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The State of Indiana needs to reevaluate standardized testing

Recently, ILEARN testing results were released to the public. ILEARN is the new annual standardized test required by the State of Indiana to replace ISTEP.

The average ILEARN test resulted in more than 50 percent of the students in Indiana “failing” this test. If a teacher failed over half his/her students on a test, we would question the validity and legitimacy of such a test. The State of Indiana continues to grade educators/schools/students based on the results of standardized tests, which have highly questionable “validity.”

How many small communities are being hurt economically when the local school is rated below an A/B according to state testing standards? This educational policy is negatively affecting economic circumstances with the local school graded a C to F – they don’t know this grade is due to an “invalid” test! Is it a fair test and system when half or less of the students can pass the test? The ILEARN test may be appropriate for “high ability” and “high achieving” students, but certainly is not appropriate for approximately 50 percent of our Indiana students.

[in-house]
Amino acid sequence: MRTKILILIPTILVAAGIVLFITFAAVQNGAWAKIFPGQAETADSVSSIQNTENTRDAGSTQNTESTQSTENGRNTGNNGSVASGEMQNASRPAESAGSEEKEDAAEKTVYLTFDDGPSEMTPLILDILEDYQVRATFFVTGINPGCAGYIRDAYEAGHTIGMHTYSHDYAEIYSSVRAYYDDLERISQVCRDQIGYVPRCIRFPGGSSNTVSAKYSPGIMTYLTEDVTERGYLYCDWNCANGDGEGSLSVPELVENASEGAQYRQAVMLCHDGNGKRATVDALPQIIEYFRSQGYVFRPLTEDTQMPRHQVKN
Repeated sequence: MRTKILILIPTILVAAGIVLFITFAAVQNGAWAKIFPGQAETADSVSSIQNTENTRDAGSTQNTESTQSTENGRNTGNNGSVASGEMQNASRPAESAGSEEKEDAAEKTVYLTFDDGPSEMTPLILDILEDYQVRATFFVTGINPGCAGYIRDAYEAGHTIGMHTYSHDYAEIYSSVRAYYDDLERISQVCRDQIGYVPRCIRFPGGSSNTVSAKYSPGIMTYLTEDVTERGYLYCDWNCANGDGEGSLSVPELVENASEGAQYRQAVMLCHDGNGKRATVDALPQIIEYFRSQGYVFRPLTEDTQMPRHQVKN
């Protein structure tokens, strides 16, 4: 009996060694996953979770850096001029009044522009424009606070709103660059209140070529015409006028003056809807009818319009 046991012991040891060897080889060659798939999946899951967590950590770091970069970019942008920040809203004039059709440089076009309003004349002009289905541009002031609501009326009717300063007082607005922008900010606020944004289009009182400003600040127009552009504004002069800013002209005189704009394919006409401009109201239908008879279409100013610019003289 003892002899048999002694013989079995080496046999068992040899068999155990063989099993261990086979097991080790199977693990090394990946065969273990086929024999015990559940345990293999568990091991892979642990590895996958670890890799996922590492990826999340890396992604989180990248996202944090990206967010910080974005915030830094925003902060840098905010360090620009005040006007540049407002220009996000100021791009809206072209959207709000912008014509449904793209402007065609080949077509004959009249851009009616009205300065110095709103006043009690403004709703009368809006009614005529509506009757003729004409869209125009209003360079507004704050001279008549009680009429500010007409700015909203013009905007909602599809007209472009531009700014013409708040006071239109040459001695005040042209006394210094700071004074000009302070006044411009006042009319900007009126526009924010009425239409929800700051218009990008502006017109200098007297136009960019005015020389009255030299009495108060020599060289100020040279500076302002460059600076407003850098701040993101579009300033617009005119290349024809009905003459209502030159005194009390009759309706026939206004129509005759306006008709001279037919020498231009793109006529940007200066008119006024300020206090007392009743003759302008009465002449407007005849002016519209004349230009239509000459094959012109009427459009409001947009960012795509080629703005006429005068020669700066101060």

In the 21st century, our students are competing in the marketplace nationally and globally. Consequently, we need an educational system which focuses on five objectives simultaneously:

n Teach “basic (soft)” skills and knowledge in the core subjects of literacy and math and have a standardized testing measurement for grades 2-8.

n establish curriculum for students in grades 3-12 to promote critical thinking and problem solving in science, social studies, business and technology. Emphasis should be placed on “real world” application and project-based learning opportunities.

n promote curriculum to facilitate “creative” thinking and performance beginning in preschool through grade 12 (includes the arts, PE/health, writing and problem solving).

n Promote participation in extracurriculars, service/volunteer work and career/vocational (technical) exploration in grades 7-12.

n Expand individual learning opportunities through technology and digital access allowing for students to continue their education beyond the school walls and the traditional 180 day school calendar.

The state in collaboration with local school boards as equal partners should develop a system of observation and evaluation of schools based on these five objectives.

We are wasting time and money on the current system of testing and grading students/staff/schools and communities based almost exclusively on an “invalid” test. We owe it to our taxpayers and students to do better. Our politicians need to listen closely to educational leaders, school board members and parents and make substantive reform to the current system.

– Tab McKenzie, Mississinewa Community Schools Superintendent